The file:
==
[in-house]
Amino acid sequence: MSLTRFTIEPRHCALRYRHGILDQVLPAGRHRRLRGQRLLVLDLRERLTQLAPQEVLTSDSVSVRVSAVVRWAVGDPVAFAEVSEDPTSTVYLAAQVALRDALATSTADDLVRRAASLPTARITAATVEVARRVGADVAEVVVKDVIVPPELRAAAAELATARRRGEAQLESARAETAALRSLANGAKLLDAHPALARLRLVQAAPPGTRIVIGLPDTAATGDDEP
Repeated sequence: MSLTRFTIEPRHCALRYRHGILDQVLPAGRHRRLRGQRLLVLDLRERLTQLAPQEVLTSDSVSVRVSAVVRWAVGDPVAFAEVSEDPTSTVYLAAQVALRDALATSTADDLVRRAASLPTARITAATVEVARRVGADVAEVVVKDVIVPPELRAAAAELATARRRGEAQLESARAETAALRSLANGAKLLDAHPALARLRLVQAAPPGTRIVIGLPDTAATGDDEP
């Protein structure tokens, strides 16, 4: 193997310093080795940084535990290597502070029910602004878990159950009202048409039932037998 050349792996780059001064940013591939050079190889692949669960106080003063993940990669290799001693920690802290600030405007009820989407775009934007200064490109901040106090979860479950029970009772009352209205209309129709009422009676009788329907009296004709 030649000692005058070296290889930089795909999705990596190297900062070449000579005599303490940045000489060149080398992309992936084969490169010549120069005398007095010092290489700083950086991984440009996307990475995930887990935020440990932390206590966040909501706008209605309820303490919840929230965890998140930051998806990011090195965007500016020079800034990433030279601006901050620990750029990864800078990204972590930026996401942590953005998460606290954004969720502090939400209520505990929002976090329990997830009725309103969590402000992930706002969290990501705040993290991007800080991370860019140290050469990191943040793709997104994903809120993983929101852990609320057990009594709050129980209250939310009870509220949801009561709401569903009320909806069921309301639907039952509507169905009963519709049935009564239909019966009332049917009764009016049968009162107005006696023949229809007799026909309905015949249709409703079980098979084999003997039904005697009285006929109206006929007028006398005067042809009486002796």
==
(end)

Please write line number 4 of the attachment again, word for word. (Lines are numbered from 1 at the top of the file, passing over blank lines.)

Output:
């Protein structure tokens, strides 16, 4: 193997310093080795940084535990290597502070029910602004878990159950009202048409039932037998 050349792996780059001064940013591939050079190889692949669960106080003063993940990669290799001693920690802290600030405007009820989407775009934007200064490109901040106090979860479950029970009772009352209205209309129709009422009676009788329907009296004709 030649000692005058070296290889930089795909999705990596190297900062070449000579005599303490940045000489060149080398992309992936084969490169010549120069005398007095010092290489700083950086991984440009996307990475995930887990935020440990932390206590966040909501706008209605309820303490919840929230965890998140930051998806990011090195965007500016020079800034990433030279601006901050620990750029990864800078990204972590930026996401942590953005998460606290954004969720502090939400209520505990929002976090329990997830009725309103969590402000992930706002969290990501705040993290991007800080991370860019140290050469990191943040793709997104994903809120993983929101852990609320057990009594709050129980209250939310009870509220949801009561709401569903009320909806069921309301639907039952509507169905009963519709049935009564239909019966009332049917009764009016049968009162107005006696023949229809007799026909309905015949249709409703079980098979084999003997039904005697009285006929109206006929007028006398005067042809009486002796």